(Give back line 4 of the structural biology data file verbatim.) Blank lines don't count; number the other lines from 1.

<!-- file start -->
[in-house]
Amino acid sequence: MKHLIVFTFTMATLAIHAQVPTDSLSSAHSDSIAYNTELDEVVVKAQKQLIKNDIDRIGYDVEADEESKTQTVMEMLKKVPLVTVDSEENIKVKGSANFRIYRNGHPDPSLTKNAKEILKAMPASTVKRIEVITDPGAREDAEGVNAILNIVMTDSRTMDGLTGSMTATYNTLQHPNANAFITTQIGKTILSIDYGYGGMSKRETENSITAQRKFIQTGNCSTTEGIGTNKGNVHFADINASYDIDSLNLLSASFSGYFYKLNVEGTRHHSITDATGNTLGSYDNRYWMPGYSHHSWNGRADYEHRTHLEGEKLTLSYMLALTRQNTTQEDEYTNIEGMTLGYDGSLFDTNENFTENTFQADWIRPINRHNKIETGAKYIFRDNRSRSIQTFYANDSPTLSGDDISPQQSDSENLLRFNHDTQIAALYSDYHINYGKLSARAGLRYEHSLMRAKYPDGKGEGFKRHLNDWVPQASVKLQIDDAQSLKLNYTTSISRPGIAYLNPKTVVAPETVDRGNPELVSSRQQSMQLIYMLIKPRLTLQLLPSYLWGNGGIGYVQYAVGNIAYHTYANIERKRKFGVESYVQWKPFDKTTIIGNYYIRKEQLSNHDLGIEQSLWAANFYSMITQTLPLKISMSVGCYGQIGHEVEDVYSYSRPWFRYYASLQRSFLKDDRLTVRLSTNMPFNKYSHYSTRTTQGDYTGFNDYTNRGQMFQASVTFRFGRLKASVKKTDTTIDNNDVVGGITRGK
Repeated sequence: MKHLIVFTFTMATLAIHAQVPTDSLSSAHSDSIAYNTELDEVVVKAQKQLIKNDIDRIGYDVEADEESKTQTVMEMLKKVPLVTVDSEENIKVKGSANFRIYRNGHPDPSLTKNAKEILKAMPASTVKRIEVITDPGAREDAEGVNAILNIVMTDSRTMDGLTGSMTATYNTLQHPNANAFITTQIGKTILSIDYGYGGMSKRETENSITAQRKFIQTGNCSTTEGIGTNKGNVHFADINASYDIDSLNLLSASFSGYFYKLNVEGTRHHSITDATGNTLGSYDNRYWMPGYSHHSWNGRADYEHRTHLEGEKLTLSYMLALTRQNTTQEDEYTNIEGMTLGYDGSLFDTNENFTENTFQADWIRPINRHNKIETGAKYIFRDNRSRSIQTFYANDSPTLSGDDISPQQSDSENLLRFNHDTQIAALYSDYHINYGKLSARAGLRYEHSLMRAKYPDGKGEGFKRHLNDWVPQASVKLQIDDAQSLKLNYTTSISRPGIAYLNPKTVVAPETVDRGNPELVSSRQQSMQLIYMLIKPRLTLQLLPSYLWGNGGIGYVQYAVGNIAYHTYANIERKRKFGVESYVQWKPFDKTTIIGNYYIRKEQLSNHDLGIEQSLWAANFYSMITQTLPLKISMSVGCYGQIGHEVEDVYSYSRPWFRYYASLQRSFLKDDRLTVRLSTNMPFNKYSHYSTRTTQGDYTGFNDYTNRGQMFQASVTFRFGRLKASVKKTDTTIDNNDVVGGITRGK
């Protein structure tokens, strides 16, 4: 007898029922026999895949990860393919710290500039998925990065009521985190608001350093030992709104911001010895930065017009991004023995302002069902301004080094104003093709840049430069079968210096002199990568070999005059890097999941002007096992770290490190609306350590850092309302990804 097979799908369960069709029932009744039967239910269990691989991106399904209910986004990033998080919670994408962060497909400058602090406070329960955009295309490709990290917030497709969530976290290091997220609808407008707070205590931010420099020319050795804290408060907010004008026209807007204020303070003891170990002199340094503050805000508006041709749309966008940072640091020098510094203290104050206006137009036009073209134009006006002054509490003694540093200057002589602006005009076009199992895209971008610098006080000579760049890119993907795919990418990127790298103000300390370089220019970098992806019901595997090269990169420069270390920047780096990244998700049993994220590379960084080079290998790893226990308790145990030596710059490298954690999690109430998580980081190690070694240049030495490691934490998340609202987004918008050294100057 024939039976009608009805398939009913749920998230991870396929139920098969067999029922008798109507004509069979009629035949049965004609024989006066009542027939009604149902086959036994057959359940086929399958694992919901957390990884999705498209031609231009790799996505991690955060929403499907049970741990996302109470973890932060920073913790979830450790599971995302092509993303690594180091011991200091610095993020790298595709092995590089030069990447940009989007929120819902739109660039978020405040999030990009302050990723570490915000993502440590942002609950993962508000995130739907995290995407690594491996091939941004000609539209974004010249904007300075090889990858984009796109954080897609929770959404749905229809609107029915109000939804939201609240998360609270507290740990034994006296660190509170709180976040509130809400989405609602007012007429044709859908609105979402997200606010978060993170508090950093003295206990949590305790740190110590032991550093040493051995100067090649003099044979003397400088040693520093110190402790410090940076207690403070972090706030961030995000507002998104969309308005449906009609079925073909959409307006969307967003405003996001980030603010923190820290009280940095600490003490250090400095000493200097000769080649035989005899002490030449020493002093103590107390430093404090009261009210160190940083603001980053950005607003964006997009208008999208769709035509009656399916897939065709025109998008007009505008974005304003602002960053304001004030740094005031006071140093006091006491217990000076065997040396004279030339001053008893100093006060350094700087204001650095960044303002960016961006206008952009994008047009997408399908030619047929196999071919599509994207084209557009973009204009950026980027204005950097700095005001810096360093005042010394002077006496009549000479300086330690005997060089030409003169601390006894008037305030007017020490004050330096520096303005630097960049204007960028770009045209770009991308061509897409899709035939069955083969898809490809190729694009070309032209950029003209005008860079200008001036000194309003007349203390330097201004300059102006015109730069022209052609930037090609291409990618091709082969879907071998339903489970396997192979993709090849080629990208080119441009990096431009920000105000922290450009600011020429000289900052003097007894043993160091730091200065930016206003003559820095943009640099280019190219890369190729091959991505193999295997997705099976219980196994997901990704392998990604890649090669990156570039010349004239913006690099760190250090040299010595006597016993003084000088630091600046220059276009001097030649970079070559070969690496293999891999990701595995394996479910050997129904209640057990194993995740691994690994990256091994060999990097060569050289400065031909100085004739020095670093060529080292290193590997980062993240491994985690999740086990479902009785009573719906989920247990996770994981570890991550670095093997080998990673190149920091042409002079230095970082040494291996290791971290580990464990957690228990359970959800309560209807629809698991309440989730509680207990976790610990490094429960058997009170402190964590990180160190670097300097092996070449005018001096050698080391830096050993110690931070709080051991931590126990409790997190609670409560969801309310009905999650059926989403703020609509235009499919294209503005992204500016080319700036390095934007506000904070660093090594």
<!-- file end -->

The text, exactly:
């Protein structure tokens, strides 16, 4: 007898029922026999895949990860393919710290500039998925990065009521985190608001350093030992709104911001010895930065017009991004023995302002069902301004080094104003093709840049430069079968210096002199990568070999005059890097999941002007096992770290490190609306350590850092309302990804 097979799908369960069709029932009744039967239910269990691989991106399904209910986004990033998080919670994408962060497909400058602090406070329960955009295309490709990290917030497709969530976290290091997220609808407008707070205590931010420099020319050795804290408060907010004008026209807007204020303070003891170990002199340094503050805000508006041709749309966008940072640091020098510094203290104050206006137009036009073209134009006006002054509490003694540093200057002589602006005009076009199992895209971008610098006080000579760049890119993907795919990418990127790298103000300390370089220019970098992806019901595997090269990169420069270390920047780096990244998700049993994220590379960084080079290998790893226990308790145990030596710059490298954690999690109430998580980081190690070694240049030495490691934490998340609202987004918008050294100057 024939039976009608009805398939009913749920998230991870396929139920098969067999029922008798109507004509069979009629035949049965004609024989006066009542027939009604149902086959036994057959359940086929399958694992919901957390990884999705498209031609231009790799996505991690955060929403499907049970741990996302109470973890932060920073913790979830450790599971995302092509993303690594180091011991200091610095993020790298595709092995590089030069990447940009989007929120819902739109660039978020405040999030990009302050990723570490915000993502440590942002609950993962508000995130739907995290995407690594491996091939941004000609539209974004010249904007300075090889990858984009796109954080897609929770959404749905229809609107029915109000939804939201609240998360609270507290740990034994006296660190509170709180976040509130809400989405609602007012007429044709859908609105979402997200606010978060993170508090950093003295206990949590305790740190110590032991550093040493051995100067090649003099044979003397400088040693520093110190402790410090940076207690403070972090706030961030995000507002998104969309308005449906009609079925073909959409307006969307967003405003996001980030603010923190820290009280940095600490003490250090400095000493200097000769080649035989005899002490030449020493002093103590107390430093404090009261009210160190940083603001980053950005607003964006997009208008999208769709035509009656399916897939065709025109998008007009505008974005304003602002960053304001004030740094005031006071140093006091006491217990000076065997040396004279030339001053008893100093006060350094700087204001650095960044303002960016961006206008952009994008047009997408399908030619047929196999071919599509994207084209557009973009204009950026980027204005950097700095005001810096360093005042010394002077006496009549000479300086330690005997060089030409003169601390006894008037305030007017020490004050330096520096303005630097960049204007960028770009045209770009991308061509897409899709035939069955083969898809490809190729694009070309032209950029003209005008860079200008001036000194309003007349203390330097201004300059102006015109730069022209052609930037090609291409990618091709082969879907071998339903489970396997192979993709090849080629990208080119441009990096431009920000105000922290450009600011020429000289900052003097007894043993160091730091200065930016206003003559820095943009640099280019190219890369190729091959991505193999295997997705099976219980196994997901990704392998990604890649090669990156570039010349004239913006690099760190250090040299010595006597016993003084000088630091600046220059276009001097030649970079070559070969690496293999891999990701595995394996479910050997129904209640057990194993995740691994690994990256091994060999990097060569050289400065031909100085004739020095670093060529080292290193590997980062993240491994985690999740086990479902009785009573719906989920247990996770994981570890991550670095093997080998990673190149920091042409002079230095970082040494291996290791971290580990464990957690228990359970959800309560209807629809698991309440989730509680207990976790610990490094429960058997009170402190964590990180160190670097300097092996070449005018001096050698080391830096050993110690931070709080051991931590126990409790997190609670409560969801309310009905999650059926989403703020609509235009499919294209503005992204500016080319700036390095934007506000904070660093090594």